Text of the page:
The other primary option for feeding a kitten is more in line with how humans eat. By feeding measured portions at specific times, meal-feeding allows for precise monitoring of what is eaten and the quantity. Of course, meal-feeding is more time intensive for cat owners. Automated feeders can help with this by releasing pre-measured amounts of food at scheduled times.

Feeding Guidelines & Portions

Soon after a kitten turns four months old, aim to provide twice daily feedings of a complete and balanced kitten food. The size of your kitten and their activity level will help determine how much is served during each meal. It is also wise to get input from a veterinarian that has examined your pet and knows its health history.

Kitten Feeding Chart & Schedule

Even though feeding your cat two meals per day is recommended, kittens have small stomachs and often thrive on three daily meals during the first six months after weaning. Reference this chart for guidance as your kitten grows:

Foods to Avoid Feeding Kittens

This list will stay fairly consistent through a feline’s life. Uncooked potatoes and tomatoes, chocolate and canned tuna are just a few foods that cats cannot consume.

We made a complete guide that we encourage you to review, “11 Human Foods That Are Poisonous to Cats.”

An interesting component of nutrition with variance over a cat’s lifespan is lactose tolerance. As a kitten matures, its ability to digest dairy actually decreases, often leading to symptoms like gastrointestinal pain or diarrhea if consumed.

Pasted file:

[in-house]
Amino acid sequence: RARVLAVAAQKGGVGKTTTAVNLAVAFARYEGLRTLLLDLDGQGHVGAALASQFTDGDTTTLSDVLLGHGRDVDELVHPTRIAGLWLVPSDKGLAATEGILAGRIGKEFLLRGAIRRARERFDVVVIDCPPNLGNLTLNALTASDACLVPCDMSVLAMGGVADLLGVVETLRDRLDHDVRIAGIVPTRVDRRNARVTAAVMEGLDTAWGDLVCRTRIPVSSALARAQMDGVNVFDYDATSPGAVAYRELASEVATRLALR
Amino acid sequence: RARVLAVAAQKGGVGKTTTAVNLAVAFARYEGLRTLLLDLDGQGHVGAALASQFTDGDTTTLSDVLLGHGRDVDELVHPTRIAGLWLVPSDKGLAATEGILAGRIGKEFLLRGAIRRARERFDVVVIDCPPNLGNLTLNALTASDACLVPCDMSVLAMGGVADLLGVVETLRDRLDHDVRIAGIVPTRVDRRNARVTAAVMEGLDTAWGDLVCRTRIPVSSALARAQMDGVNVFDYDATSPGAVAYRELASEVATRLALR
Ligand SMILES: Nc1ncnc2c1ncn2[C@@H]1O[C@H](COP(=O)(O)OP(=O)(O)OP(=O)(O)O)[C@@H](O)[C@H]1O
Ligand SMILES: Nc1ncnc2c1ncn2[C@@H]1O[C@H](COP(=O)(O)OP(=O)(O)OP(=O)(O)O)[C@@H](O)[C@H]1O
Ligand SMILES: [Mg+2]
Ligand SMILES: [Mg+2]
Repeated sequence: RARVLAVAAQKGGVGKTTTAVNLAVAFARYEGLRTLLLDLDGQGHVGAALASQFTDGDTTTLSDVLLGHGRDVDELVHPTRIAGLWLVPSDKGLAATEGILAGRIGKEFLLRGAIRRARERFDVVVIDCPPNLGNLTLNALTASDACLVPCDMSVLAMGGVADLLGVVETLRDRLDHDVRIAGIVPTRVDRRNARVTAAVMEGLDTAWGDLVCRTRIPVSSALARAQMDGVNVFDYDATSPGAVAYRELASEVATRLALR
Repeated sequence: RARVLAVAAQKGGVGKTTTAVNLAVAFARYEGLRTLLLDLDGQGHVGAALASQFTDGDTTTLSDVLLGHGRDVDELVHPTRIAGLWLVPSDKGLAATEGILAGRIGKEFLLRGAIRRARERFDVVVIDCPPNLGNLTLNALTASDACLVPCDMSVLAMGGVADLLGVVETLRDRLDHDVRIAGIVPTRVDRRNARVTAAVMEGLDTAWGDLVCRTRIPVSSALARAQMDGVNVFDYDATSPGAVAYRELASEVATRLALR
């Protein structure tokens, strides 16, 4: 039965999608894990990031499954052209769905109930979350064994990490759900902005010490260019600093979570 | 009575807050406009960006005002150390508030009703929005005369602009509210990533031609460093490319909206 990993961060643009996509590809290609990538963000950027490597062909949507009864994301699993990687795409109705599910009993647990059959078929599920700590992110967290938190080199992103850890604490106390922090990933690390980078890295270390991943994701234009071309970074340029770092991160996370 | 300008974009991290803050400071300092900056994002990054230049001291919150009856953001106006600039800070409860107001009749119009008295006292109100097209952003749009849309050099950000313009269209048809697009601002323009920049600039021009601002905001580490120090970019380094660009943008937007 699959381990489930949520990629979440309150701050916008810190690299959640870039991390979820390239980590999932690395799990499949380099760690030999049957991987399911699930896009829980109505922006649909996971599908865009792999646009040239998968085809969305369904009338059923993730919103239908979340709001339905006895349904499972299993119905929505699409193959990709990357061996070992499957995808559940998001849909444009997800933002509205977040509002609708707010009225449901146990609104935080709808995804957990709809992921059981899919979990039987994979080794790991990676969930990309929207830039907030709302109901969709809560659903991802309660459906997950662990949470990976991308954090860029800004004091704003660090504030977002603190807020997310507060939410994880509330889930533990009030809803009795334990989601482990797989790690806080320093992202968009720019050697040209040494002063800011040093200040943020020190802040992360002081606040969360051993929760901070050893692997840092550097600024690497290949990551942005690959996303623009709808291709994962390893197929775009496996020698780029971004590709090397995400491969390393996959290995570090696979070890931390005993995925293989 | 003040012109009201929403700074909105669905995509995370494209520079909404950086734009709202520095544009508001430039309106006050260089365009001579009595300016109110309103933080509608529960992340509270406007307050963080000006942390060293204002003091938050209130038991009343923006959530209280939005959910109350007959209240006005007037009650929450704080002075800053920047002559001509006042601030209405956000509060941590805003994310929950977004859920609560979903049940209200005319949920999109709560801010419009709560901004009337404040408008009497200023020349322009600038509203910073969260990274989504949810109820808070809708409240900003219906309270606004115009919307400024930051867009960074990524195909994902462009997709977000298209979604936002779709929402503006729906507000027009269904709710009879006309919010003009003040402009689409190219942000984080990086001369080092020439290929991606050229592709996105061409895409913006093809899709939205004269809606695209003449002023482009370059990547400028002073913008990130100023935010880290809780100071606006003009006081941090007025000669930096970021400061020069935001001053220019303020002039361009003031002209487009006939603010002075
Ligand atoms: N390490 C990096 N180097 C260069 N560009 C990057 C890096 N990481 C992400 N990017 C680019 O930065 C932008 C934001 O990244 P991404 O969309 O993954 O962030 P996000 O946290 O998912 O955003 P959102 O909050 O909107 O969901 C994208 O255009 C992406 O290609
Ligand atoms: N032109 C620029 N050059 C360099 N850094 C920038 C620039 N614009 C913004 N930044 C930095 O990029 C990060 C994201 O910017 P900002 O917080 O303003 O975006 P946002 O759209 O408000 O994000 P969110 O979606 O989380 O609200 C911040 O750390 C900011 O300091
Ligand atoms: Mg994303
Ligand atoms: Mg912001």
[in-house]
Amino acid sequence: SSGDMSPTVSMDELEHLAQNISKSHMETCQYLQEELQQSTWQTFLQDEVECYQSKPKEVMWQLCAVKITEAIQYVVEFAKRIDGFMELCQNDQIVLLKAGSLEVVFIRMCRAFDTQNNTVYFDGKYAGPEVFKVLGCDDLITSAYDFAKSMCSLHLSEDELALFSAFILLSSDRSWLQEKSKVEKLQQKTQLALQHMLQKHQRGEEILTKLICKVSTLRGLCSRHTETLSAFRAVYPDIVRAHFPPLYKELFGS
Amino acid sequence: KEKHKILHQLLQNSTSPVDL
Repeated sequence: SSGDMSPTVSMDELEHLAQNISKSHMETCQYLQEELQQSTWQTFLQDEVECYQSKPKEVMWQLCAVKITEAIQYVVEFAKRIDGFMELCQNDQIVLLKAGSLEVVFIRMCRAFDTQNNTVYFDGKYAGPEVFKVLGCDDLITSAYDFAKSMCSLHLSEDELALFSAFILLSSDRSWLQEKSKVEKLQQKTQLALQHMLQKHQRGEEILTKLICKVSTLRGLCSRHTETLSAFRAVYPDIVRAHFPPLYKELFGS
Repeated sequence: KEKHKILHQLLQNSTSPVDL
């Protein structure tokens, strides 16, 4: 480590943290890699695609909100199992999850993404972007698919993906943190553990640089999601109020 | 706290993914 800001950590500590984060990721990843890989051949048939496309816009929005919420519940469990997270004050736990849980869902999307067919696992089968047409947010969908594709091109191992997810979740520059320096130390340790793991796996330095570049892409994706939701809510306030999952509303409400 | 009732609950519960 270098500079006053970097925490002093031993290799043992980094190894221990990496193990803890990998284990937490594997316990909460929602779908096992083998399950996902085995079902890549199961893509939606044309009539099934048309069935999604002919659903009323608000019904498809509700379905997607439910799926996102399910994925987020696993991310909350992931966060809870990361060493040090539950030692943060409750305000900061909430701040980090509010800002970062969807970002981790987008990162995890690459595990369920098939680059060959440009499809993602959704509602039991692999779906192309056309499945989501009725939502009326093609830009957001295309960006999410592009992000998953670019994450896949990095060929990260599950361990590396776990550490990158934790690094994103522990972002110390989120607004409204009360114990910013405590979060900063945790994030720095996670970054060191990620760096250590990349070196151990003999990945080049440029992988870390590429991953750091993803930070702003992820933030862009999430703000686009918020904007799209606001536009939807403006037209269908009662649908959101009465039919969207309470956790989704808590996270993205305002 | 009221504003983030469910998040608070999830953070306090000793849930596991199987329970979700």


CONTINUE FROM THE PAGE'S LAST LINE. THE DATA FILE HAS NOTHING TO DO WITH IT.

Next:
Tips for Selecting a High-Quality Kitten Food

There are three main factors to keep in mind when deciding what to feed a kitten:

  1. The recipe is complete and balanced for your kitten’s appropriate growth stage, which you can tell by a nutritional adequacy statement on food packaging from American Feed Control Officials.
    1. The product is both practical and sustainable for you to provide.
      1. The food comes from a reputable company with consistent quality.



Q: Should kittens take supplements?

A: This answer varies on a pet-by-pet basis. A food that is complete and balanced for the growth stage of your kitten will contain the required nutrients to support healthy development. However, if you believe that your pet is lacking a particular nutrient, it is best to consult a veterinarian to see if there are any supplements you should be providing.

Q: Can kittens eat human food?

A: For kittens, and cats in general for that matter, some human foods can be extremely dangerous. Raw potatoes and tomatoes, although not toxic when cooked, are known to cause gastrointestinal issues in felines of any age. Canned tuna, when consumed in large amounts, can cause mercury poisoning. And while its toxicity to cats is unclear, feeding grapes and raisins to kittens in particular can lead to kidney failure.

Q: Why isn’t my kitten eating?

A: A kitten could be ignoring its food simply because of fussiness or something more serious. Try changing the location of the food bowl or switching food brands, but keep a close eye on the situation. While adult cats can go several days without eating with little risk, the inherent need for nutrition during growth means any kitten who stops eating for 24 hours should be seen by a veterinarian.

Q: When can I switch my kitten to adult food?

A: Timelines can be different for every kitten, but a good measure is to stick with kitten food for the first year of a feline’s life. When it’s time to transition to an adult recipe, a 5- to 7-day transition period generally works best.

With all of this information in mind, you’re already making an effort to prioritize your kitten’s well-being. As you explore which option works best for your family, keep in mind that RAWZ is minimally processed with 100% rendered-free ingredients, providing only the highest quality nutrition.